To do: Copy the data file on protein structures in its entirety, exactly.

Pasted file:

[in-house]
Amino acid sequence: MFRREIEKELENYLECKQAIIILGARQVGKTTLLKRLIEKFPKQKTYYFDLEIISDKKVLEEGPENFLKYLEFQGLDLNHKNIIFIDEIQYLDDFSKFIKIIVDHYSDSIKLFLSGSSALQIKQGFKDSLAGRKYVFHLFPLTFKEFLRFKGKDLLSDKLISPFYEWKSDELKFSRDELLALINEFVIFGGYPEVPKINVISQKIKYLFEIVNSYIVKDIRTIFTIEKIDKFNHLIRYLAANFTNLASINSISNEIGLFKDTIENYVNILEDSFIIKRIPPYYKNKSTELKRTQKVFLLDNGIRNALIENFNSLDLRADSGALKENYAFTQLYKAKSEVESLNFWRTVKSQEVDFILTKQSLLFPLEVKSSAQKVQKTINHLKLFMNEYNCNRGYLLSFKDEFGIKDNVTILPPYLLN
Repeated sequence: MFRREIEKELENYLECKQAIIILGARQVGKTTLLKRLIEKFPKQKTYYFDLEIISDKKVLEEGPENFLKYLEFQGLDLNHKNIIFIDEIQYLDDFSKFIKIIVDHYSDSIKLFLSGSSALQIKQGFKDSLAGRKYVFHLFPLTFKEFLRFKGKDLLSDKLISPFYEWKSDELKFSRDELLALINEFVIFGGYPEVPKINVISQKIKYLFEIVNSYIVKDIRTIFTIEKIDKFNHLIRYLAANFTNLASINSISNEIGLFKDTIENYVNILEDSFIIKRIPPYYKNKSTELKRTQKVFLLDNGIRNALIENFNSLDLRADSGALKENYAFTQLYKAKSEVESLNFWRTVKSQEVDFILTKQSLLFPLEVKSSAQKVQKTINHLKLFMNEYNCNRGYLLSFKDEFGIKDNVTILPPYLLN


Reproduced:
[in-house]
Amino acid sequence: MFRREIEKELENYLECKQAIIILGARQVGKTTLLKRLIEKFPKQKTYYFDLEIISDKKVLEEGPENFLKYLEFQGLDLNHKNIIFIDEIQYLDDFSKFIKIIVDHYSDSIKLFLSGSSALQIKQGFKDSLAGRKYVFHLFPLTFKEFLRFKGKDLLSDKLISPFYEWKSDELKFSRDELLALINEFVIFGGYPEVPKINVISQKIKYLFEIVNSYIVKDIRTIFTIEKIDKFNHLIRYLAANFTNLASINSISNEIGLFKDTIENYVNILEDSFIIKRIPPYYKNKSTELKRTQKVFLLDNGIRNALIENFNSLDLRADSGALKENYAFTQLYKAKSEVESLNFWRTVKSQEVDFILTKQSLLFPLEVKSSAQKVQKTINHLKLFMNEYNCNRGYLLSFKDEFGIKDNVTILPPYLLN
Repeated sequence: MFRREIEKELENYLECKQAIIILGARQVGKTTLLKRLIEKFPKQKTYYFDLEIISDKKVLEEGPENFLKYLEFQGLDLNHKNIIFIDEIQYLDDFSKFIKIIVDHYSDSIKLFLSGSSALQIKQGFKDSLAGRKYVFHLFPLTFKEFLRFKGKDLLSDKLISPFYEWKSDELKFSRDELLALINEFVIFGGYPEVPKINVISQKIKYLFEIVNSYIVKDIRTIFTIEKIDKFNHLIRYLAANFTNLASINSISNEIGLFKDTIENYVNILEDSFIIKRIPPYYKNKSTELKRTQKVFLLDNGIRNALIENFNSLDLRADSGALKENYAFTQLYKAKSEVESLNFWRTVKSQEVDFILTKQSLLFPLEVKSSAQKVQKTINHLKLFMNEYNCNRGYLLSFKDEFGIKDNVTILPPYLLN